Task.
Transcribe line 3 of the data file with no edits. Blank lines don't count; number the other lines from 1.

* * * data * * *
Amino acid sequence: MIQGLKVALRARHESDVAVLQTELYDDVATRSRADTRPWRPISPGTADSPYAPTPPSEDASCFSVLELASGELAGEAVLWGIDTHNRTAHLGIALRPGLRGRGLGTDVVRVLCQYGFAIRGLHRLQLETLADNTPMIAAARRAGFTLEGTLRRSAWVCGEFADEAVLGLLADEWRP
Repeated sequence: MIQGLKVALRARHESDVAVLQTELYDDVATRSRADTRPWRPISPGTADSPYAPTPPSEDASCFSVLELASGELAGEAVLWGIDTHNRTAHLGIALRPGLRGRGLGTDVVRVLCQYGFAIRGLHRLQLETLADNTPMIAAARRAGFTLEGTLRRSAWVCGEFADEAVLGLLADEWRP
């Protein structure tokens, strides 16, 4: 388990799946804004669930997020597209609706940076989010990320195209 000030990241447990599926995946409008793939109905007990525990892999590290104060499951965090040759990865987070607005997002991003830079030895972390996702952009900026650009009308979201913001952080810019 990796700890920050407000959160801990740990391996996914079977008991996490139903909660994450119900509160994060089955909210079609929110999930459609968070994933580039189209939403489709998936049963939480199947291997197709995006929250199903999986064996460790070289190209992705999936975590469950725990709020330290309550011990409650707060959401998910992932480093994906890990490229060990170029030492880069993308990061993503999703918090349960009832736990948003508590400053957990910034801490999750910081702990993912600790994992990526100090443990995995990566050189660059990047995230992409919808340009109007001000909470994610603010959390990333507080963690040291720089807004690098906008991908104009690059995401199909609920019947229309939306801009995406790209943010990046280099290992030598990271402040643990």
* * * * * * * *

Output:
């Protein structure tokens, strides 16, 4: 388990799946804004669930997020597209609706940076989010990320195209 000030990241447990599926995946409008793939109905007990525990892999590290104060499951965090040759990865987070607005997002991003830079030895972390996702952009900026650009009308979201913001952080810019 990796700890920050407000959160801990740990391996996914079977008991996490139903909660994450119900509160994060089955909210079609929110999930459609968070994933580039189209939403489709998936049963939480199947291997197709995006929250199903999986064996460790070289190209992705999936975590469950725990709020330290309550011990409650707060959401998910992932480093994906890990490229060990170029030492880069993308990061993503999703918090349960009832736990948003508590400053957990910034801490999750910081702990993912600790994992990526100090443990995995990566050189660059990047995230992409919808340009109007001000909470994610603010959390990333507080963690040291720089807004690098906008991908104009690059995401199909609920019947229309939306801009995406790209943010990046280099290992030598990271402040643990």